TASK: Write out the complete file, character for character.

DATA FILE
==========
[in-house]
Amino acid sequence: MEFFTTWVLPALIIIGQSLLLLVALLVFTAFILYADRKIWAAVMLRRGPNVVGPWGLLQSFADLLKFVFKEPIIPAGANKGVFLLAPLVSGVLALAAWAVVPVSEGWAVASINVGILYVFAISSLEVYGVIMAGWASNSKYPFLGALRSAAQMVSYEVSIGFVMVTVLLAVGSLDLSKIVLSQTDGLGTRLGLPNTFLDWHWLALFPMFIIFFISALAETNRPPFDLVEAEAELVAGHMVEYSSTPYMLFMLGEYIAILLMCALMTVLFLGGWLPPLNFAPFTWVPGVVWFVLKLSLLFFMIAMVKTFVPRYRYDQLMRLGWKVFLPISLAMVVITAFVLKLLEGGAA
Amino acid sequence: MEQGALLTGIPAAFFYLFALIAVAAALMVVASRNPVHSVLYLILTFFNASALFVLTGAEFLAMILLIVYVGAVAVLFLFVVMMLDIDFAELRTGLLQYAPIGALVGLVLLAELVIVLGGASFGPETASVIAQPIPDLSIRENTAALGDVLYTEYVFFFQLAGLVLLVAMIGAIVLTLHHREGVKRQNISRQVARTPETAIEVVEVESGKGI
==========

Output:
[in-house]
Amino acid sequence: MEFFTTWVLPALIIIGQSLLLLVALLVFTAFILYADRKIWAAVMLRRGPNVVGPWGLLQSFADLLKFVFKEPIIPAGANKGVFLLAPLVSGVLALAAWAVVPVSEGWAVASINVGILYVFAISSLEVYGVIMAGWASNSKYPFLGALRSAAQMVSYEVSIGFVMVTVLLAVGSLDLSKIVLSQTDGLGTRLGLPNTFLDWHWLALFPMFIIFFISALAETNRPPFDLVEAEAELVAGHMVEYSSTPYMLFMLGEYIAILLMCALMTVLFLGGWLPPLNFAPFTWVPGVVWFVLKLSLLFFMIAMVKTFVPRYRYDQLMRLGWKVFLPISLAMVVITAFVLKLLEGGAA
Amino acid sequence: MEQGALLTGIPAAFFYLFALIAVAAALMVVASRNPVHSVLYLILTFFNASALFVLTGAEFLAMILLIVYVGAVAVLFLFVVMMLDIDFAELRTGLLQYAPIGALVGLVLLAELVIVLGGASFGPETASVIAQPIPDLSIRENTAALGDVLYTEYVFFFQLAGLVLLVAMIGAIVLTLHHREGVKRQNISRQVARTPETAIEVVEVESGKGI